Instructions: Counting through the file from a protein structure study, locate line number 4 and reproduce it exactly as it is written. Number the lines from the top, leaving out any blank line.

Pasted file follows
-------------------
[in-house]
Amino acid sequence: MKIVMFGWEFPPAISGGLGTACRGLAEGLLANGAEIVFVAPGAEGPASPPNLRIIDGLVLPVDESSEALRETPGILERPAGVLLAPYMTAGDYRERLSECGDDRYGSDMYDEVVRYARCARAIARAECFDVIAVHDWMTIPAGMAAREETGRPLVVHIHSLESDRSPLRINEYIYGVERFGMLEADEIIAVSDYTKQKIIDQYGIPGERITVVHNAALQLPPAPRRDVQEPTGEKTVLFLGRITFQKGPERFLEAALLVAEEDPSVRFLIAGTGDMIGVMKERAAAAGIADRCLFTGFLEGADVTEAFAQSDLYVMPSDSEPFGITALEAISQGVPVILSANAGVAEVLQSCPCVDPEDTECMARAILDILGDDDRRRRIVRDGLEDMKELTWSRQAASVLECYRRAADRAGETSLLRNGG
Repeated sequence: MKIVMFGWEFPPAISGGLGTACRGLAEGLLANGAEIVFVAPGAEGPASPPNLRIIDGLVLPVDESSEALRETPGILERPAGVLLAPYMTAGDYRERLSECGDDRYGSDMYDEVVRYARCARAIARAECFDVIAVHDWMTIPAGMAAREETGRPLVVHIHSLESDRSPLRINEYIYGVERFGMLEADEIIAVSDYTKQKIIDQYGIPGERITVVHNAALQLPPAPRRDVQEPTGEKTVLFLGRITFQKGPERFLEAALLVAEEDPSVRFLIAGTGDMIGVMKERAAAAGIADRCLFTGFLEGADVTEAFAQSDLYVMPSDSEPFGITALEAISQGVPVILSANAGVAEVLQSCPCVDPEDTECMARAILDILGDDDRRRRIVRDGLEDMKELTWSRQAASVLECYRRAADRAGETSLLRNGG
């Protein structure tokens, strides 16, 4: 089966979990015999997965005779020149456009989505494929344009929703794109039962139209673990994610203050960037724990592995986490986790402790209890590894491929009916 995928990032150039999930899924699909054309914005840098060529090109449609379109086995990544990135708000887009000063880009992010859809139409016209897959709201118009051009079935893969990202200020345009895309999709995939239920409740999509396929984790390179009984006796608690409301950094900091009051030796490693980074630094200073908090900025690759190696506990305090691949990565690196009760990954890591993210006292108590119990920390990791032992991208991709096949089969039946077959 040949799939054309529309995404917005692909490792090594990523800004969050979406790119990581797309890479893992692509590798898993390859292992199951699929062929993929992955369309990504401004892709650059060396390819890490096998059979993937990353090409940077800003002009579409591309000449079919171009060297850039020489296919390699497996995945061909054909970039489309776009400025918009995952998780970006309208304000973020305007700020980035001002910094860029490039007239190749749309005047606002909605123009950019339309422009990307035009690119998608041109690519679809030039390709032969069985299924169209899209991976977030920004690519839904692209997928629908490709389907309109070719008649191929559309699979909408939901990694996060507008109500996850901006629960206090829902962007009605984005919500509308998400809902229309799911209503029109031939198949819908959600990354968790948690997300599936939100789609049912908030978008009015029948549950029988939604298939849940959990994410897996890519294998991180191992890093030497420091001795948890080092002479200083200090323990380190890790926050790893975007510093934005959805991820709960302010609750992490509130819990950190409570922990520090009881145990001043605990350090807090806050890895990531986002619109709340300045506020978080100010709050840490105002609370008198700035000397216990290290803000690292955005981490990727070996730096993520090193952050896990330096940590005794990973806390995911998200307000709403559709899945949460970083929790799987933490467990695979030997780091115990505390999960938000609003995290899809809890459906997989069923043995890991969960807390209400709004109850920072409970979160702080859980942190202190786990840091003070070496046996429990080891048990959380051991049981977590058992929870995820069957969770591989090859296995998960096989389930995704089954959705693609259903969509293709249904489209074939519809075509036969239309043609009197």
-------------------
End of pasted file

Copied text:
């Protein structure tokens, strides 16, 4: 089966979990015999997965005779020149456009989505494929344009929703794109039962139209673990994610203050960037724990592995986490986790402790209890590894491929009916 995928990032150039999930899924699909054309914005840098060529090109449609379109086995990544990135708000887009000063880009992010859809139409016209897959709201118009051009079935893969990202200020345009895309999709995939239920409740999509396929984790390179009984006796608690409301950094900091009051030796490693980074630094200073908090900025690759190696506990305090691949990565690196009760990954890591993210006292108590119990920390990791032992991208991709096949089969039946077959 040949799939054309529309995404917005692909490792090594990523800004969050979406790119990581797309890479893992692509590798898993390859292992199951699929062929993929992955369309990504401004892709650059060396390819890490096998059979993937990353090409940077800003002009579409591309000449079919171009060297850039020489296919390699497996995945061909054909970039489309776009400025918009995952998780970006309208304000973020305007700020980035001002910094860029490039007239190749749309005047606002909605123009950019339309422009990307035009690119998608041109690519679809030039390709032969069985299924169209899209991976977030920004690519839904692209997928629908490709389907309109070719008649191929559309699979909408939901990694996060507008109500996850901006629960206090829902962007009605984005919500509308998400809902229309799911209503029109031939198949819908959600990354968790948690997300599936939100789609049912908030978008009015029948549950029988939604298939849940959990994410897996890519294998991180191992890093030497420091001795948890080092002479200083200090323990380190890790926050790893975007510093934005959805991820709960302010609750992490509130819990950190409570922990520090009881145990001043605990350090807090806050890895990531986002619109709340300045506020978080100010709050840490105002609370008198700035000397216990290290803000690292955005981490990727070996730096993520090193952050896990330096940590005794990973806390995911998200307000709403559709899945949460970083929790799987933490467990695979030997780091115990505390999960938000609003995290899809809890459906997989069923043995890991969960807390209400709004109850920072409970979160702080859980942190202190786990840091003070070496046996429990080891048990959380051991049981977590058992929870995820069957969770591989090859296995998960096989389930995704089954959705693609259903969509293709249904489209074939519809075509036969239309043609009197």